Netflix, Coronavirus, Social Streaming, and the Bandwidth Battle
With millions of people quarantined in their own homes around the globe due to coronavirus, streaming services are more popular than ever. Netflix just released a Google Chrome extension called Netflix Party which allows viewers to chat with other viewers while they watch the same movie or same TV show at the same time. Users simply install Netflix Party, open a video in Netflix, create their party, and then share the party URL with friends or family (or join someone else’s party). Stuart Heritage of The Guardian has called it, “a genius invention at a difficult time.” Since many people have begun feeling the effects of isolation due to quarantine, not to mention paranoia over the ongoing outbreak of COVID-19 (the CDC even released a guide on managing anxiety and stress), people are seeking connection with one another in various ways online different than before the pandemic. Now, “Netflix and chill” seems to have a whole different connotation.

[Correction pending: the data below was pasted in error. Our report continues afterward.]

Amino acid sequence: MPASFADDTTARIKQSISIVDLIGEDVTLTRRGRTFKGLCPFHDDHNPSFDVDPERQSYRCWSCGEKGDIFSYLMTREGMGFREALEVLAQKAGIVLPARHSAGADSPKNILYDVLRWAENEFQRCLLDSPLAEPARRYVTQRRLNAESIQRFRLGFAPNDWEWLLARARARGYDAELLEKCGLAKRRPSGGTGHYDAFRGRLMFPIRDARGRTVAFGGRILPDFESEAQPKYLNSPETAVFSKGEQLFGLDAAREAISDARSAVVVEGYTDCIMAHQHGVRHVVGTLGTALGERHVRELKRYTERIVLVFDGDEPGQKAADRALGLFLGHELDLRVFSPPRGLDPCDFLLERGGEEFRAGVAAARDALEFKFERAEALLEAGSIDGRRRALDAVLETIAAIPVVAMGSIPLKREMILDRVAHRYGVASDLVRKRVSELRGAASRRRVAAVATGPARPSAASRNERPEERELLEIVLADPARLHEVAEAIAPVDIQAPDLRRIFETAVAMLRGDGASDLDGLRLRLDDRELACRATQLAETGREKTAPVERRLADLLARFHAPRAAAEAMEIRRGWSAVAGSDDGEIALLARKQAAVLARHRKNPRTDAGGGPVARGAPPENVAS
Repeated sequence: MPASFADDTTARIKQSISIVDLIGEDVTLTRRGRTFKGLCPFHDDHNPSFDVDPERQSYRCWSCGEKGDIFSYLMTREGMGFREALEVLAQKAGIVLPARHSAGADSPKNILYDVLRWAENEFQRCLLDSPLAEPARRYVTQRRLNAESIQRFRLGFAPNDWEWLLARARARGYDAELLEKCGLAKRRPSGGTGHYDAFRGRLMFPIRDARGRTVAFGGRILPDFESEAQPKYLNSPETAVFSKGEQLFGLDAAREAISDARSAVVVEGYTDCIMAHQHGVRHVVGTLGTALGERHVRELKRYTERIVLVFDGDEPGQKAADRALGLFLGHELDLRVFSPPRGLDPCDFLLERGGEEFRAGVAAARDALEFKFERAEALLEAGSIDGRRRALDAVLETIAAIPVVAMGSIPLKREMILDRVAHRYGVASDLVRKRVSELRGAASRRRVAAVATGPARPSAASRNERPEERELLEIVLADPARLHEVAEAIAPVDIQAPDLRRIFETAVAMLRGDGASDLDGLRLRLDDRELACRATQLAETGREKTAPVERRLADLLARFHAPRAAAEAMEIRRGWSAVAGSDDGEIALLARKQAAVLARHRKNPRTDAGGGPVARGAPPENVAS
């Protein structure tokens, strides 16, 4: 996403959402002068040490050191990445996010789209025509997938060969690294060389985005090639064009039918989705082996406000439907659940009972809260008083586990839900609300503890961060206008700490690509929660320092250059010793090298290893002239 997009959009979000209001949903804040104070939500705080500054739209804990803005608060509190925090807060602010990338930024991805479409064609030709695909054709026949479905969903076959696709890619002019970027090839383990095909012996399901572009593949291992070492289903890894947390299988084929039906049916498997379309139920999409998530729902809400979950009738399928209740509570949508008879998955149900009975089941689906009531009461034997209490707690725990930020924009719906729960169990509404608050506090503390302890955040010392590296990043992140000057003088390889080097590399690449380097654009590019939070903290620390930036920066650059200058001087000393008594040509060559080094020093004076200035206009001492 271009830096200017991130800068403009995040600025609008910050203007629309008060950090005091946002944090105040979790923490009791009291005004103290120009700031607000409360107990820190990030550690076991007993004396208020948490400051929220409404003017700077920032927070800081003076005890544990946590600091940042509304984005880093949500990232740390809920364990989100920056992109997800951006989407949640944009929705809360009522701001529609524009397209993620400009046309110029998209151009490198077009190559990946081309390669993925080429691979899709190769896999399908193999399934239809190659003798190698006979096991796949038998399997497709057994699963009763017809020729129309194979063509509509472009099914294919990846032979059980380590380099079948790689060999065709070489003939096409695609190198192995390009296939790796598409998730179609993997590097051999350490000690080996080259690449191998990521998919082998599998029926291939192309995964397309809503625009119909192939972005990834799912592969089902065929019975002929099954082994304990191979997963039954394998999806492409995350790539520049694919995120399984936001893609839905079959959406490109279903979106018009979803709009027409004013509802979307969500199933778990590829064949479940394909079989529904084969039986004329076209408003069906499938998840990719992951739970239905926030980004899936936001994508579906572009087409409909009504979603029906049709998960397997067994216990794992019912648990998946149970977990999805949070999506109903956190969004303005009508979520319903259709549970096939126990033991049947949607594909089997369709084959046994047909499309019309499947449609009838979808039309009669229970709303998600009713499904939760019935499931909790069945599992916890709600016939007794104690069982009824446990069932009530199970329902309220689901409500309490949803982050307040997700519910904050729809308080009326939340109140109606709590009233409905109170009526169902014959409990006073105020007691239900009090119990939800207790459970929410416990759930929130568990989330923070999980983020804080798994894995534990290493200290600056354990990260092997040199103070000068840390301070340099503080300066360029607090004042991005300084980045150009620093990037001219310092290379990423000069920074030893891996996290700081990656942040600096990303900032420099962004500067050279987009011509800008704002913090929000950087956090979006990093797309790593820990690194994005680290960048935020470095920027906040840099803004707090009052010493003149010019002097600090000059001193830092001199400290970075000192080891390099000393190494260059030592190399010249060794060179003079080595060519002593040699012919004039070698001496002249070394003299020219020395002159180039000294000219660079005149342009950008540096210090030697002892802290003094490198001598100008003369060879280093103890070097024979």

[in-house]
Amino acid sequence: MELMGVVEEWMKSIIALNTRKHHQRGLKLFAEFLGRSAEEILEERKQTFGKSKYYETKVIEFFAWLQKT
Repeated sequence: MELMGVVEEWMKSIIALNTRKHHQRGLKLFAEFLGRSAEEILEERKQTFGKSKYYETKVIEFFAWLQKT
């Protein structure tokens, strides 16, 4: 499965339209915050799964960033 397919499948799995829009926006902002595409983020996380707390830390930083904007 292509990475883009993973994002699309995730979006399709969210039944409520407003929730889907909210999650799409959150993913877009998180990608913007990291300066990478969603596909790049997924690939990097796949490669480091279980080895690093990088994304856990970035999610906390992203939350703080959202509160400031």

A report released today, March 19, 2020, by CNN shows the European Union has urged Netflix and other streaming services to lower their video output from high definition to standard definition in an effort to curb bandwidth and prevent future problems with the internet crashing. European Commissioner Thierry Breton announced in a tweet that he had spoken with Netflix CEO Reed Hastings about preventative measures and created the hashtag #SwitchToStandard to address users. Even with the sharp increase in internet usage and bandwidth consumption during the COVID-19 outbreak, the European Commission has reported that no outages or adverse effects have occurred yet. At this time, it has become increasingly apparent how important the internet is for keeping humans interconnected when being separated from one another ensures the most safety.